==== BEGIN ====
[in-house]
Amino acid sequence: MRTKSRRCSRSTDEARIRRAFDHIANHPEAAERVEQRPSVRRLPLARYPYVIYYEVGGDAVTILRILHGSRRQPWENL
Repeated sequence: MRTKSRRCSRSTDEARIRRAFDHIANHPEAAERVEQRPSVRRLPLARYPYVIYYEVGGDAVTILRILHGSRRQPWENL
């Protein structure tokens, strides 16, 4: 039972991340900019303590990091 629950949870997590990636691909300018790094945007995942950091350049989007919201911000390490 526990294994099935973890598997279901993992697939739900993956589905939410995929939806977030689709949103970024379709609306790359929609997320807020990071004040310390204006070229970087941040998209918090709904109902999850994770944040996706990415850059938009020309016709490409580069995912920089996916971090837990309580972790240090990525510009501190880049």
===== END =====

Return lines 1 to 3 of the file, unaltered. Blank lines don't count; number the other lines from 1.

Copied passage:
[in-house]
Amino acid sequence: MRTKSRRCSRSTDEARIRRAFDHIANHPEAAERVEQRPSVRRLPLARYPYVIYYEVGGDAVTILRILHGSRRQPWENL
Repeated sequence: MRTKSRRCSRSTDEARIRRAFDHIANHPEAAERVEQRPSVRRLPLARYPYVIYYEVGGDAVTILRILHGSRRQPWENL